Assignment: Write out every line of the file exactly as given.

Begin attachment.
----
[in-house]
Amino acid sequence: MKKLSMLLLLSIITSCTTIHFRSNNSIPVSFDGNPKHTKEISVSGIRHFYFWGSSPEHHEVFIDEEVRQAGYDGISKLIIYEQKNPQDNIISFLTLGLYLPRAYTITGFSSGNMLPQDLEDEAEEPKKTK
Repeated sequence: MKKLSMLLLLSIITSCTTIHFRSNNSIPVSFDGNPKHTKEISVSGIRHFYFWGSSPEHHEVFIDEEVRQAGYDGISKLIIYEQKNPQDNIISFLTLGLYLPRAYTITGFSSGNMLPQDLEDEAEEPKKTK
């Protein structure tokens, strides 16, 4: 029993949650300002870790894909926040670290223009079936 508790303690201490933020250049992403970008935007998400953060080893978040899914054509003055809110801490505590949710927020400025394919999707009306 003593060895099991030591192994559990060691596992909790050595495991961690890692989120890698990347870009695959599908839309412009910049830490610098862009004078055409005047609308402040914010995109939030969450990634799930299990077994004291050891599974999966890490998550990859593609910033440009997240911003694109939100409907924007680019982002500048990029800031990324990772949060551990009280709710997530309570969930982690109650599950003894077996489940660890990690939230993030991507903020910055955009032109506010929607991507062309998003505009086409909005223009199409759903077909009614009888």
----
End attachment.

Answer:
[in-house]
Amino acid sequence: MKKLSMLLLLSIITSCTTIHFRSNNSIPVSFDGNPKHTKEISVSGIRHFYFWGSSPEHHEVFIDEEVRQAGYDGISKLIIYEQKNPQDNIISFLTLGLYLPRAYTITGFSSGNMLPQDLEDEAEEPKKTK
Repeated sequence: MKKLSMLLLLSIITSCTTIHFRSNNSIPVSFDGNPKHTKEISVSGIRHFYFWGSSPEHHEVFIDEEVRQAGYDGISKLIIYEQKNPQDNIISFLTLGLYLPRAYTITGFSSGNMLPQDLEDEAEEPKKTK
């Protein structure tokens, strides 16, 4: 029993949650300002870790894909926040670290223009079936 508790303690201490933020250049992403970008935007998400953060080893978040899914054509003055809110801490505590949710927020400025394919999707009306 003593060895099991030591192994559990060691596992909790050595495991961690890692989120890698990347870009695959599908839309412009910049830490610098862009004078055409005047609308402040914010995109939030969450990634799930299990077994004291050891599974999966890490998550990859593609910033440009997240911003694109939100409907924007680019982002500048990029800031990324990772949060551990009280709710997530309570969930982690109650599950003894077996489940660890990690939230993030991507903020910055955009032109506010929607991507062309998003505009086409909005223009199409759903077909009614009888």